The calendar said that is was July, supposedly summer. But the view outside the window seemed to be suggesting the calendar was on the wrong page, or there was a misprint and it was November. OK it wasn’t raining (yet) hooray! But it was cold, not so good! The wind had been shaking the caravan during the night, definatly not so good! So what did we decide to do? Climb a hill of course! Armed with hot coffee we headed for the hills. Well one hill to be exact, Moel Fammau. Not a big hill, not a difficult climb, but the views from the top can be fantastic – on a good day that is. And this was not a very good day as it turned out, making it especially challenging to take any good photographs because of the very poor light.
After driving up a narrow single track road, and there are many of these in Wales, we arrived at the car park from where we would start the 2 mile walk to the summit.As we opened the car door we found out how windy it was going to be. The walk itself is easy, following a wide track. The route we followed is part of the Offas Dyke Path that Corkhead Paul and I finished (eventually) a couple of years back.
Moel is a common Welsh place-name element meaning ‘a bare hill’. The meaning and preferred spelling of the second element of the name are less certain. The meaning of the ‘Fama’ is somewhat uncertain, but it is possibly from a personal name, ‘Mama’. However, the current spelling ‘Moel Famau’ is a result of an ‘antiquarian perception’ in the eighteenth century that the second part was a form of the common noun mamau (‘mothers’). However, this could be confusing things and making the the early form difficult to explain. That said, the form ‘Moel Famau’ is common today and it is still sometimes said to mean ‘Mothers’ Hill’.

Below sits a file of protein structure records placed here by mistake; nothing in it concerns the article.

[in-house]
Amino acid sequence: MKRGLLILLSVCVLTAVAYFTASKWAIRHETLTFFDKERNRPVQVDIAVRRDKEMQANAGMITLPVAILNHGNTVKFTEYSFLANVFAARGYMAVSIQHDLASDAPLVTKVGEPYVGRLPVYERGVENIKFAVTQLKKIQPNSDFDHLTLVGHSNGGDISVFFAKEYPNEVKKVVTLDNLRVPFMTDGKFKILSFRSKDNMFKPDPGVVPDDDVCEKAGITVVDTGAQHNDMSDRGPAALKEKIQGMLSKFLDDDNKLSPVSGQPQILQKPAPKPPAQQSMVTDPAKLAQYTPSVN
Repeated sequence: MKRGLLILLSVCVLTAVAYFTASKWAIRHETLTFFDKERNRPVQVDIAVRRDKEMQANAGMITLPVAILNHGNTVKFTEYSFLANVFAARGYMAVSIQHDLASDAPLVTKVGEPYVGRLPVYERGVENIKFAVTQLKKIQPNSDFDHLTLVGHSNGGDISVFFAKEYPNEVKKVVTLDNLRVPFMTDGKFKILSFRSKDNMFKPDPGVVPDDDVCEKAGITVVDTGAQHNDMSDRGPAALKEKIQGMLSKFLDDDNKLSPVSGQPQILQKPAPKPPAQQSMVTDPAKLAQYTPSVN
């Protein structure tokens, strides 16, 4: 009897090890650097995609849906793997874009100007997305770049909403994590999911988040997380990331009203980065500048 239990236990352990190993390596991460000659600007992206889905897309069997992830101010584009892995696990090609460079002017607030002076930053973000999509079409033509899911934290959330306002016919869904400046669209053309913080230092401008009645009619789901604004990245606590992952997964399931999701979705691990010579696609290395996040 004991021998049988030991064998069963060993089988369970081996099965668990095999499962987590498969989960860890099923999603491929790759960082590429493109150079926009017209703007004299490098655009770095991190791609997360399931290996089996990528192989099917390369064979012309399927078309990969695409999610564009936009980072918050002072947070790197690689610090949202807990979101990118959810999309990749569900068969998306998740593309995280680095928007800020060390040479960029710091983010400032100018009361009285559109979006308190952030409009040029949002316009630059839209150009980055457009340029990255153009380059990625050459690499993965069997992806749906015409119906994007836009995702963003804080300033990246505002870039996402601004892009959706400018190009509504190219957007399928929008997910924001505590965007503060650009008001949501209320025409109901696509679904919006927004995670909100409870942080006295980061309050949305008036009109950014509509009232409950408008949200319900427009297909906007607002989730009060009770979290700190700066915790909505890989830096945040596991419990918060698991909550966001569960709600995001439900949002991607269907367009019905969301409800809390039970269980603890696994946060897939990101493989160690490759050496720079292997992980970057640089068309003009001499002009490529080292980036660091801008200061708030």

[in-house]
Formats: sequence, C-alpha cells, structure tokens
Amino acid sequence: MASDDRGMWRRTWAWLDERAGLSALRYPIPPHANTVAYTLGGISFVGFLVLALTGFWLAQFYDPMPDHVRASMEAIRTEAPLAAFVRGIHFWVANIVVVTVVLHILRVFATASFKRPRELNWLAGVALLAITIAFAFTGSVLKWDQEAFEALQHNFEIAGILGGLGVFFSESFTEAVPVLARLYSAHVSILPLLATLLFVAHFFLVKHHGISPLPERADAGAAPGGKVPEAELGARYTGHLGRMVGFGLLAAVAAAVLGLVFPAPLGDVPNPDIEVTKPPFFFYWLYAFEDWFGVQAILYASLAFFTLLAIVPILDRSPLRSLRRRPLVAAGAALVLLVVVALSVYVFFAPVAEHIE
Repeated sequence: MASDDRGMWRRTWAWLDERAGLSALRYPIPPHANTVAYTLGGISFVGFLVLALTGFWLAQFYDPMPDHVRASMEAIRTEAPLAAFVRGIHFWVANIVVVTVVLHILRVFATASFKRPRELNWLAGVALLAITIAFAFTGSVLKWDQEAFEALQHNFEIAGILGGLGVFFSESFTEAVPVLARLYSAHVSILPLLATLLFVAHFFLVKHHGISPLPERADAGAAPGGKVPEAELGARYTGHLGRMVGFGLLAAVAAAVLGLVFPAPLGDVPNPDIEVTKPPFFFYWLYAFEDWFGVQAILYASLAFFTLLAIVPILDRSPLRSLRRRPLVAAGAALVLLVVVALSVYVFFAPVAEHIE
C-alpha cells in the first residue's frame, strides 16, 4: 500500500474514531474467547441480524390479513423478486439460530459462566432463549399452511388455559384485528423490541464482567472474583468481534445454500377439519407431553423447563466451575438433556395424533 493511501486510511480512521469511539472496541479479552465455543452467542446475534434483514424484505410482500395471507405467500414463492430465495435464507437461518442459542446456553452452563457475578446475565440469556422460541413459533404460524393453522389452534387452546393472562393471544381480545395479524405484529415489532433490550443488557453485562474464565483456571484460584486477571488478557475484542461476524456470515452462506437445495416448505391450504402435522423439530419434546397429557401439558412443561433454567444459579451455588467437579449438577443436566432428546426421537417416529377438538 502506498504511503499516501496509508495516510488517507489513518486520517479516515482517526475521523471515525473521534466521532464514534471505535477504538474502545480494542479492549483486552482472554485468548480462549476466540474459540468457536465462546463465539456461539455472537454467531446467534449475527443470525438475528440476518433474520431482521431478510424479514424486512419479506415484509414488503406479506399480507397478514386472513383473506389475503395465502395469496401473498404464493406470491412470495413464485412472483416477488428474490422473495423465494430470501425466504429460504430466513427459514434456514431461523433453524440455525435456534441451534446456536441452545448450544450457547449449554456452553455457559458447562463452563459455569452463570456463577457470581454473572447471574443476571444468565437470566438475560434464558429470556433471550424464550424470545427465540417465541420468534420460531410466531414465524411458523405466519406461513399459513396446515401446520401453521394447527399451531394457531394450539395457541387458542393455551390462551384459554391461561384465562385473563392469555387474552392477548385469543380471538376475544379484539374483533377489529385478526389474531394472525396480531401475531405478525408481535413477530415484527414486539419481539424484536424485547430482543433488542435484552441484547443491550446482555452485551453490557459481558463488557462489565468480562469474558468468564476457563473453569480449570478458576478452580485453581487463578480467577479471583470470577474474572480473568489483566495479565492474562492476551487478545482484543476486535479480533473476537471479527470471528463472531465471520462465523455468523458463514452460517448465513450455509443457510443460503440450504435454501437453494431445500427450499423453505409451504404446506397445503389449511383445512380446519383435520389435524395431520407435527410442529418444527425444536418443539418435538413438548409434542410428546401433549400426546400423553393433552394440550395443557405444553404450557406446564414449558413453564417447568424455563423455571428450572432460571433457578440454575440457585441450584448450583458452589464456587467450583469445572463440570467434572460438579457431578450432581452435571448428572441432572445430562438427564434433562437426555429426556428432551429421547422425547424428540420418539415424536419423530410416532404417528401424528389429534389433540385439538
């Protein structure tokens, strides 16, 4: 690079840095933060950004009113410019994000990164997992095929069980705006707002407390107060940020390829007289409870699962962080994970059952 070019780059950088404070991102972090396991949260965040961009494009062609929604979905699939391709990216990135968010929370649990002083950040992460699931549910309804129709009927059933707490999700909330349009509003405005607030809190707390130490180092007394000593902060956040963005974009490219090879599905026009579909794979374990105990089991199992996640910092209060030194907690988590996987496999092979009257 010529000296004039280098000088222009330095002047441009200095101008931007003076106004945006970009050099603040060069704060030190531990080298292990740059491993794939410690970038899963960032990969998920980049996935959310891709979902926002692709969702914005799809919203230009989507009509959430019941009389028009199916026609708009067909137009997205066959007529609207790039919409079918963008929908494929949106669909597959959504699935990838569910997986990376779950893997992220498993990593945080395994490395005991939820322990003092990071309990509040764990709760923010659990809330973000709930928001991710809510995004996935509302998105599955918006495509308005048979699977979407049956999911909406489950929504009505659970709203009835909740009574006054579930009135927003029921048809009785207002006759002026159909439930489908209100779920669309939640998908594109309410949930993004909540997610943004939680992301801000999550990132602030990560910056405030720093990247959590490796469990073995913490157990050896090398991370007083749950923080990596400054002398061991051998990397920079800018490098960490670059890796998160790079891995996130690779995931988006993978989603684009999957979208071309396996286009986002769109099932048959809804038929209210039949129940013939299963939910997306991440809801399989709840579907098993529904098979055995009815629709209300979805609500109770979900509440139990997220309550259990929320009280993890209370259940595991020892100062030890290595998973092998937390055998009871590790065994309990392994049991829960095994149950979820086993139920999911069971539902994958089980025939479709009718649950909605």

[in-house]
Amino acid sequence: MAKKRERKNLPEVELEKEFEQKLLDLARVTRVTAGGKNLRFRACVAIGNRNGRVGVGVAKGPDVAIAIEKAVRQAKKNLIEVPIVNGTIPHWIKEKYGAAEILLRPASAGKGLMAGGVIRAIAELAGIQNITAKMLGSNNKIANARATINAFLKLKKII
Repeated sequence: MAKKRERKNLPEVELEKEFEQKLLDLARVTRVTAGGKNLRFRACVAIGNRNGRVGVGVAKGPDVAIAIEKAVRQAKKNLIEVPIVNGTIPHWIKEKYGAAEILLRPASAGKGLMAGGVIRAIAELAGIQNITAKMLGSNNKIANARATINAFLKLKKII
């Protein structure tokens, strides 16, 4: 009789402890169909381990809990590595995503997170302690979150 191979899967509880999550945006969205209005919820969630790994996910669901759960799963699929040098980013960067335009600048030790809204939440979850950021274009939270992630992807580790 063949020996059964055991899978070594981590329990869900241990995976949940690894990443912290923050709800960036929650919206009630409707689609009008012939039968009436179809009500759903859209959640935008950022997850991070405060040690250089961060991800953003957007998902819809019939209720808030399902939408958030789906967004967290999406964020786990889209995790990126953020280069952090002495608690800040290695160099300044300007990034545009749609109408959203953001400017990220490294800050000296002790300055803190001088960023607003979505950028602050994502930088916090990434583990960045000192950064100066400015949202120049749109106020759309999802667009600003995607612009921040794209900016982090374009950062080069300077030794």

On the summit are the ruined remains of a vanity project built to commemorate the golden jubilee of George III in 1810. It was originally designed like an Egyptian obelisk with three tiers. However, though the foundation stone was laid in 1810 by George Kenyon, 2nd Baron Kenyon, money ran out and the tower was never completed. Then adding insult to injury in 1862, a major storm brought down the incomplete tower. The remaining upper part of the structure was demolished for safety reasons leaving just the base. Most of the rubble was removed from the site; smaller stonework was reused by local farmers for dry stone walls. Recycling is not a new concept.
The views from the top are good, and there were occasions when the clouds cleared briefly. Looking west you can see Cader Idris, Snowdon and the Carneddau Range. East looks down onto England and the wide, flat expanse of the Cheshire Plain.
This area is rich in ancient archeology. Just above where we started our walk was the Iron Age fort on the top of Foel Fenlli, and then just below Moel Famau is another one, Moel y Gaer. These Iron Age forts remain enigmatic, and their function is not fully understood. It is possible that they may have had a defensive function in some cases, but in others it is difficult to understand. In some areas they are very close together, as here. The two forts are only 2 miles apart and there are others nearby. Defensive maybe, but almost certainly there was a social focus to their position in the landscape.
So what else could we see? As well as what we did see the list also includes
- Isle of Man
- Blackpool Tower
- The West Wirral coast
- Hilbre Island in the River Dee
- Irish Sea windfarms including the Burbo offshore windfarm.
Did we see any of these? No! Maybe next time.